referenced DO work for Comcast that they are in violation of company policy
for speaking in a public forum and claiming to work for Comcast...
Wow... I just wanted some info on deployment scheduling and possilbe
timelines for getting Ipv6 and I get all that. Gotta say they could really
do better in the customer service dept. I wonder if you guys have any more
info on this or can at least point me in the right direction... like I
said I already tried Comcast Business Support with the above results... so I
guess if you can help find out this before World Ipv6 day so that I
could participate that would be ideal... I wonder if anyone else has tried
getting this info on the list with better results?
My understanding is that Comcast only does IPv6 on business customers that are on their "backbone" network, not those on their docsis network.
If you have BGP or fiber with 7922 you should be able to get IPv6.
Trust me, I work for Comcast and run the IPv6 program. This has been the
case for nearly 7 years. We can take some of the items below off list.
We have launched IPv6 for residential broadband at this time. Commercial
DOCSIS support is later this year.
We can do two things. Get you a residential trial kit so you can have
IPv6 for W6L and make sure I have your information for when we start
trials for commercial DOCSIS support for IPv6.
Commercial DOCSIS is later this year.
Commercial fiber can be supported now.
Forgive me if this is a stupid question since I've never been a cable
guy, but what's physical difference between residential and commercial coax?
Not much, as far as I can tell. I'm a commercial ("Business Class" in
Comcast's terminology) coax customer; the CPE is just plugged into the
cable outlet in my apartment.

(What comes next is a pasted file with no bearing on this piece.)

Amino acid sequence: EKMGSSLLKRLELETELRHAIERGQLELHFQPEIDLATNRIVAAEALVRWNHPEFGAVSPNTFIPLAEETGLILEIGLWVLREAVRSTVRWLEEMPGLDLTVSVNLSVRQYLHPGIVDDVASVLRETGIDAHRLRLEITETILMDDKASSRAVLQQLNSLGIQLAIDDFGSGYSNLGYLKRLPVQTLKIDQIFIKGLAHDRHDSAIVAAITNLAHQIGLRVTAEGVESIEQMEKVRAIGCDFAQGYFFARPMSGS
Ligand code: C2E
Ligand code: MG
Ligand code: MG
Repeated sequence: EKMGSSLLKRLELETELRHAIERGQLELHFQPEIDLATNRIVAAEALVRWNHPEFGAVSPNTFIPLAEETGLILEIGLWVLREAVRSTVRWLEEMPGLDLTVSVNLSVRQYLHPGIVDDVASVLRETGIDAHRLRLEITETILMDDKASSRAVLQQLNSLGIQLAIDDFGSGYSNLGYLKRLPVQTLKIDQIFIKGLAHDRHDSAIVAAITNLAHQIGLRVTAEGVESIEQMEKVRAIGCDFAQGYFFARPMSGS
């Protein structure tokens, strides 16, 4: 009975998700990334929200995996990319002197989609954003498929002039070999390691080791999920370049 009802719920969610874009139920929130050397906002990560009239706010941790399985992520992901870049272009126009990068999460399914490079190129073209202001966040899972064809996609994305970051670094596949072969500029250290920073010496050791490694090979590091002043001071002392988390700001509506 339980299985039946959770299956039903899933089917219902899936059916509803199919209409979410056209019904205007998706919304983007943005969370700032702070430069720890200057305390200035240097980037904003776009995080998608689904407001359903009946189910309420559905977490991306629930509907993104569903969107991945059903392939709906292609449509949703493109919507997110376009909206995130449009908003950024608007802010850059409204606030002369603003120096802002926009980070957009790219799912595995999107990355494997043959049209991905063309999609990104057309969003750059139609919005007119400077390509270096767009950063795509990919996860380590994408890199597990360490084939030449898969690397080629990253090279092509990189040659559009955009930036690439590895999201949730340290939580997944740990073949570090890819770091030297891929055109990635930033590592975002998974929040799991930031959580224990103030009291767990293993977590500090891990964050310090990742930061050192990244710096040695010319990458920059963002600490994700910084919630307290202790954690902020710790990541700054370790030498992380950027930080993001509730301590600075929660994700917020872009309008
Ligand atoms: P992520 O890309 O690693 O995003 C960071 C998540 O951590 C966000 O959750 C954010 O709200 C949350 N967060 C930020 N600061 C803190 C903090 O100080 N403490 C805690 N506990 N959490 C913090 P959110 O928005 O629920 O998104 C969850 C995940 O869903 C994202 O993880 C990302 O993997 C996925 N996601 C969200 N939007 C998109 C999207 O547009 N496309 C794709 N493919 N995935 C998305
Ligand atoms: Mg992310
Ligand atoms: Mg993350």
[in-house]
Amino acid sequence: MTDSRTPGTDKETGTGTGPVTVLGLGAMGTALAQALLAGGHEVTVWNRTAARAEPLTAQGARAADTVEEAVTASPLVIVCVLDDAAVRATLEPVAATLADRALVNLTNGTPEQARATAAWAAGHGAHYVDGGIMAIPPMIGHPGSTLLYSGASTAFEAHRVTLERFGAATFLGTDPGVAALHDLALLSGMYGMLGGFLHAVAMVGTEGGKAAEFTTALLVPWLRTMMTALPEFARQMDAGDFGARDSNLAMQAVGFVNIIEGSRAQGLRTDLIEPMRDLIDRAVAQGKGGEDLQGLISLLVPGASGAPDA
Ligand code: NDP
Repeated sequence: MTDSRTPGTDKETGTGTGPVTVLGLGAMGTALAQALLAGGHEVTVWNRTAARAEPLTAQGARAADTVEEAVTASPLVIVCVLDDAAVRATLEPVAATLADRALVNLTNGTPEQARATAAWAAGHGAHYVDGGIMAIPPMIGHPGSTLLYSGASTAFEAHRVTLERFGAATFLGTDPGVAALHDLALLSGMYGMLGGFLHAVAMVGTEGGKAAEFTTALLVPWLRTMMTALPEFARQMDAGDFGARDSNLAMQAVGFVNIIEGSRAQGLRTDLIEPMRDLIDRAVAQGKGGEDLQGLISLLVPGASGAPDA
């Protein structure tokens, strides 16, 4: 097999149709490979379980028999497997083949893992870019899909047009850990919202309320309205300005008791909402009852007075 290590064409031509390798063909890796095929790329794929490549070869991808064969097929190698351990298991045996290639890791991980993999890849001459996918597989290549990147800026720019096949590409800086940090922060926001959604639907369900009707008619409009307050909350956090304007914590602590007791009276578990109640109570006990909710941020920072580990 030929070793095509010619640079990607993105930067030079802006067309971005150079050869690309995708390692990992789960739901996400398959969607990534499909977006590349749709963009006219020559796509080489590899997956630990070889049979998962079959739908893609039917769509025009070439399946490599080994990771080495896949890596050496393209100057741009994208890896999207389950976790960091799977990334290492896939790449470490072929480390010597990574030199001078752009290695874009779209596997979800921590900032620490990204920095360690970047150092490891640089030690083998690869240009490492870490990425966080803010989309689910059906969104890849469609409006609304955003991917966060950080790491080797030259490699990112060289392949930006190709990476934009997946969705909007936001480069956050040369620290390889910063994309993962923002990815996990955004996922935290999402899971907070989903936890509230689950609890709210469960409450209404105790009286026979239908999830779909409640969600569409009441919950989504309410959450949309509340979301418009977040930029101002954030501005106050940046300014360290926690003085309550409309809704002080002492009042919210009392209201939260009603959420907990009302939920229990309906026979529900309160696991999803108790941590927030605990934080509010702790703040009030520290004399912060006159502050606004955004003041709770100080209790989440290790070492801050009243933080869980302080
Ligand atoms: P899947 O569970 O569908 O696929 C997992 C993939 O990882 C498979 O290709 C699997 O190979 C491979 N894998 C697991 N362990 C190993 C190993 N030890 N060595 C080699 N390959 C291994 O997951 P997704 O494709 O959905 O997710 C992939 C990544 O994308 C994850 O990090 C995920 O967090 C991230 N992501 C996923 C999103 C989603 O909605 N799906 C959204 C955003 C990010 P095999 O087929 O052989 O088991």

Comcast requires you to use the CPE they supply if you want a static IP up
through a /28 on commercial coax, which is kind of a shame. (Also, a /28
seems to be the largest block they will give you over commercial coax.)
Their CPE announces your address space into Comcast's network with RIPv2,
and presumably they don't wish to share the RIP credentials with small
customers. In the past, the admin ("mso") passwords were the same on all of
their commercial coax CPE so you could tinker if desired, but that is no
longer the case.
Some people have speculated that there are different QAMs (frequencies) for
commercial vs residential customers, but I have not seen any indication
that that is the case.
Finally, there is no 250 GB cap on commercial coax service, for now. (Not
that that's a physical difference.)
Usually these are terminated on a different CMTS and may use different
From a business side, there is a higher SLA afforded to the users,
including phone notification of planned outages, etc that would happen.
I'm a Comcast biz customer, mostly so I can have static IPs.
I believe the main differences are that biz class has a different group
of people supporting it and provisioning it. They also use different
CPE. Probably also use different VLANs and such past the head end. But
for biz class customers on cable, it uses the same underlying
infrastructure as residential.
I'm mostly speculating here, but I'd think a big hurdle for getting IPv6
service on biz class is in coming up with the
support/provisioning/logistics infrastructure to support biz customers
with IPv6. The residential customers have less control over the CPE
than business class, likely making it easier for comcast to make changes
for residential service. Comcast can update the CPE image, start
running DHCPv6, and voila. But biz customers routers are somewhat
configurable, and many biz class customers run their own
routers/firewalls behind the comcast CPE (as do some residential
customers also, of course), likely making things more complicated. I'd
speculate that all the technical pieces are there to do it, but the
logistical/support/management pieces probably aren't ready yet.
Obviously, only the Comcast guys on here (John and Jason) know the whole
story. But I'm patiently waiting for my native v6! It'll happen